how to make it bigger...

I got a question: how to plan a patterned doublewide weave?

As usual, I answered "Make a paper weaving".

It has now resulted in an new article on my website: "To weave double width" (which also got a part 2, or it would have been way too long).
(Click here for Swedish version.)

Easter holiday

We opened the co-op for the four days of Easter holiday.

What a difference, both with spring and the painting we have done!

We will not be regularly open yet - it will probably be some week-ends, until the real tourist season begins.

Watch this space!



I can't really blame the sheep for wanting to get out. It really is a lot greener on the outside (but all that is green is not grass, what should be "lawn" is mostly moss).
This is what I saw from the upstairs window a couple of hours ago:

They (actually, just this individual) kept escaping last week, so on the Saturday we spent hours fixing a better (bigger) pasture. There's not much grass there, either, but it certainly looks greener. See the line between the winter paddock and the "pasture"?

But... the ungrateful creature decided "lawn" was better, after two days on the greenish pasture. I could not understand how she had got out - the fence is well over a metre. But I was lucky: she wanted in again. Tried the gate first (maybe it would magically open?), gave up that and went to a special part of the fence, flattened herself completely and wriggled under. (I had never imagined a sheep could get that flat!)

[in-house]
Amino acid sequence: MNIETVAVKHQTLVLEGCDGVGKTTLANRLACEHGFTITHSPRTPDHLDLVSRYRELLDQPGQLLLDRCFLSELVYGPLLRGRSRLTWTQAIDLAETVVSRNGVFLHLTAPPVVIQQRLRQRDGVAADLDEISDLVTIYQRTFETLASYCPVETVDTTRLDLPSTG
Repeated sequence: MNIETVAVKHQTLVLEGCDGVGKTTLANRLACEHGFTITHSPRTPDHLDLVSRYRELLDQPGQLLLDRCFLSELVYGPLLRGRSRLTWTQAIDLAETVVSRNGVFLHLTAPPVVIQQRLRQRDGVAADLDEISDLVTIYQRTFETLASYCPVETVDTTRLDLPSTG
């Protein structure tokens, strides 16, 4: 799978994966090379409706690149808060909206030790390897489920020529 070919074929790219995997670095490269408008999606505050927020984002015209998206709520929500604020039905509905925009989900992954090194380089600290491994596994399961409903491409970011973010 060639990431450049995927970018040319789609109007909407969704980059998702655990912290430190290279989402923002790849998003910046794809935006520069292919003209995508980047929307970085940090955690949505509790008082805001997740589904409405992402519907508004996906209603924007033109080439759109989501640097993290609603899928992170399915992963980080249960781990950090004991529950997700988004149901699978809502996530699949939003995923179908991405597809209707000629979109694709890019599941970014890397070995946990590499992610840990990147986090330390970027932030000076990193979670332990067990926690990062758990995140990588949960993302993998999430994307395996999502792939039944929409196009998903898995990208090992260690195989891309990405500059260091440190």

... so I found some pieces of reinforcement bars (is what the dicitonary calls it?) and made some oversized staples. They "only" go 20 cm into the earth, but maybe they will hold a couple of days, at least.

Life is never dull with livestock (or perhaps I should call them "woolstock"?)!



Sunday was shearing day.

Before and after:

(those pink things can't really be sheep, can they?)

The shearer had a special table, to have a better position when working.

One-by-one there emerged some small, pinkish animals - pigs, perhaps? When the first was "done" and released, the others almost did not recognize their comrade, and there was a lot of running and head-butting.

Obviously they liked to be naked. The immediately tried to escape (and succeded).
Stupidly, we had left the plastic easy-to-move fence over winter, and it did not survive the heavy snow. We did make a smallish paddock with electrified wire, which worked fine as long as they were all woolly. Naked, they could crawl under... the bottom wire was a bit high, now the snow has melted.
When we had fixed the "winter" fence, they accepted to stay inside. Until... one managed to climb the stone wall (something they never even contemplated when woolly). She told the others, of course, and it took me a couple of hours to put up another piece of temporary fence.

The whites all are crossbred - we were told they were mostly Finn, but crossed with Texel (and possibly Shropshire). To keep track of what the wool looked like, and which fleece belonged to which sheep, I took a lock from each, fingerspun a short piece and labeled the sample. It appeares that out of four sheep, I have three different wool types.

(The two brown are Finn, and their fleeces are quite alike. And looks like typical Finn wool :-)

But, before I can do anything more, I have lots of wool to wash...